A Controlled Trial of Vertebroplasty for Acute Painful Osteoporotic Fractures
The objective of this study is to gather data regarding the efficacy, safety and cost-effectiveness of percutaneous vertebroplasty in the acute fracture group with fractures less than 6 weeks old. The AVAMAX vertebroplasty kits (Care Fusion) will be used for all vertebroplasties.
The primary effectiveness analysis will be based on the number of patients whose numeric rating pain score drops from above 7 out of 10 at baseline to below 4 out of 10 at two weeks post-intervention. Our hypothesis is that the vertebroplasty group will have a significantly larger proportion of patients achieving pain reduction than the control group. A secondary analysis will compare the change in mean pain scores and specific activity related pain scores between the two groups at 3 days, 14 days and at 1, 3 and 6 months. Another secondary effectiveness analysis will include the mean change in the back-pain specific limitation in function as quantified by the Roland Scale at these same data collection time points.
Vertebral Compression Fractures
Osteoporotic Vertebral Compression Fractures
Acute Vertebral Fractures
|Study Design:||Allocation: Randomized
Endpoint Classification: Efficacy Study
Intervention Model: Parallel Assignment
Masking: Single Blind (Subject)
Primary Purpose: Treatment
|Official Title:||A Controlled Trial of Vertebroplasty for Acute Painful Osteoporotic Fractures.|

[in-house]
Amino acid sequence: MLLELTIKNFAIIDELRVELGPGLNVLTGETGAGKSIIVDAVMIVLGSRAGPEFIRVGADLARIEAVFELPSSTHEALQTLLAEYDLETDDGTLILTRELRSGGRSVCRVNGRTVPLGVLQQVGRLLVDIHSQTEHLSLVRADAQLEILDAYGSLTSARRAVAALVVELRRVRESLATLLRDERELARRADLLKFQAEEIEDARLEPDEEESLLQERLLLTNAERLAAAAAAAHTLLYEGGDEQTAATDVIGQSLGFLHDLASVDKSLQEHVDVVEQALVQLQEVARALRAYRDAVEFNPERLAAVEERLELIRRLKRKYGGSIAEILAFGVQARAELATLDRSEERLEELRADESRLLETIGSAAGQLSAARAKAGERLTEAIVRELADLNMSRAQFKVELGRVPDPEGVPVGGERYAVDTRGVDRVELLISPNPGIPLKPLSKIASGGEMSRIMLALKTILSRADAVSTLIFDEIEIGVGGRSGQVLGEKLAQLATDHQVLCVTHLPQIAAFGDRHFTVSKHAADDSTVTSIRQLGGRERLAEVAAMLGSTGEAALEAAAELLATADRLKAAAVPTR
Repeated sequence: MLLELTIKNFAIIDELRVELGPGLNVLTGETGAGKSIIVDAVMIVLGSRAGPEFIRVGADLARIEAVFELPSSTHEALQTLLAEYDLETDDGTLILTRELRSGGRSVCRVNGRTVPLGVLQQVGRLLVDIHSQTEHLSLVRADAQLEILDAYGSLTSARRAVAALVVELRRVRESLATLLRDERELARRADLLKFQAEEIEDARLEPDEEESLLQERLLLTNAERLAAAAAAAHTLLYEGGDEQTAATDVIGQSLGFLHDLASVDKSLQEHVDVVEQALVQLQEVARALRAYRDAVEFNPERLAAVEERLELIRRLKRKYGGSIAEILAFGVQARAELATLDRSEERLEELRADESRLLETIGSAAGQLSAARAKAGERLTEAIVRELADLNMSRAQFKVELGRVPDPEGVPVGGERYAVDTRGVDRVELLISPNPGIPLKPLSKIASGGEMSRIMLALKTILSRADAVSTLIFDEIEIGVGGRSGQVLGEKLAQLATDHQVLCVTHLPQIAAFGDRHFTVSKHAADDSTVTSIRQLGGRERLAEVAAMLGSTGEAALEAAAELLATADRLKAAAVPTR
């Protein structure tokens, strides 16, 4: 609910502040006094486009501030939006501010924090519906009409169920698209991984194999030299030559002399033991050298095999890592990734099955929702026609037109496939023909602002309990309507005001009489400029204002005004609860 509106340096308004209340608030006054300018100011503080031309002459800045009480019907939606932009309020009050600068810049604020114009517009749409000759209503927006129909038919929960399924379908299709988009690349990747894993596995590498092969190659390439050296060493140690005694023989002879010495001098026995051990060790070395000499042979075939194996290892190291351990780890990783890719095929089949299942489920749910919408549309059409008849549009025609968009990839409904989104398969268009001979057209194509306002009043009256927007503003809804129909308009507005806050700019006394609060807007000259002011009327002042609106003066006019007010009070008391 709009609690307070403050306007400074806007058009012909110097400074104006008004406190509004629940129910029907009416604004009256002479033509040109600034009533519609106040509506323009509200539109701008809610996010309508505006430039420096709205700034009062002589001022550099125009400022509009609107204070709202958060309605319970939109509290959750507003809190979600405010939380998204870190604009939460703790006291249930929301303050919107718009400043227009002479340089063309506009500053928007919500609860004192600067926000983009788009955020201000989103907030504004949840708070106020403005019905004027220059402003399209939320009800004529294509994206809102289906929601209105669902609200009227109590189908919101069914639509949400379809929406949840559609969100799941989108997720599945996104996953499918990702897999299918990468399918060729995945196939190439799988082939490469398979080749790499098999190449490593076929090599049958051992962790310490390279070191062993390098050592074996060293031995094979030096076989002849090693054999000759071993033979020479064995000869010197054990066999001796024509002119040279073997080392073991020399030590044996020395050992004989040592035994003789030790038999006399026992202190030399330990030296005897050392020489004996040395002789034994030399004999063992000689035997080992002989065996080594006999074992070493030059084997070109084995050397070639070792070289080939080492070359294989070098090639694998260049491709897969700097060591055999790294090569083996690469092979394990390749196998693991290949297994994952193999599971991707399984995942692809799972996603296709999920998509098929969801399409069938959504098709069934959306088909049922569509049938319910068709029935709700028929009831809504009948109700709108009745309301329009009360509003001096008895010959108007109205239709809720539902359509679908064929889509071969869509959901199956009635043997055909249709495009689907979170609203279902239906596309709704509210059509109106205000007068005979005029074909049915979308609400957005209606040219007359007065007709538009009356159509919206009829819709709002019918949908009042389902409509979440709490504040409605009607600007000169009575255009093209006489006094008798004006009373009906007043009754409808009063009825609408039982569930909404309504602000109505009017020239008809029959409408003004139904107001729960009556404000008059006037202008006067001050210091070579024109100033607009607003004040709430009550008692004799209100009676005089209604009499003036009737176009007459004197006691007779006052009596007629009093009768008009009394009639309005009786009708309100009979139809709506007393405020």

- Patient rated pain intensity [ Time Frame: two weeks ] [ Designated as safety issue: No ]
- Functional Disability [ Time Frame: two weeks ] [ Designated as safety issue: No ]Functional Disability (Roland Morris disability score) will be measured at 3 days, 7 days, 1 month, 3 and 6 months.
|Study Start Date:||November 2011|
|Estimated Study Completion Date:||April 2013|
|Estimated Primary Completion Date:||November 2012 (Final data collection date for primary outcome measure)|
Active Comparator: AVAMAX
Avamax vertebroplasty kits provided by Care Fusion
AVAmax radiopaque bone cement is injected into the vertebral body using a 13 G or 11 G vertebroplasty needle.
No Intervention: Simulated injection procedure
Patient will be unaware as to whether the control procedure or vertebroplasty had been performed since full sterile preparation, sedation and simulated injection procedure will be used.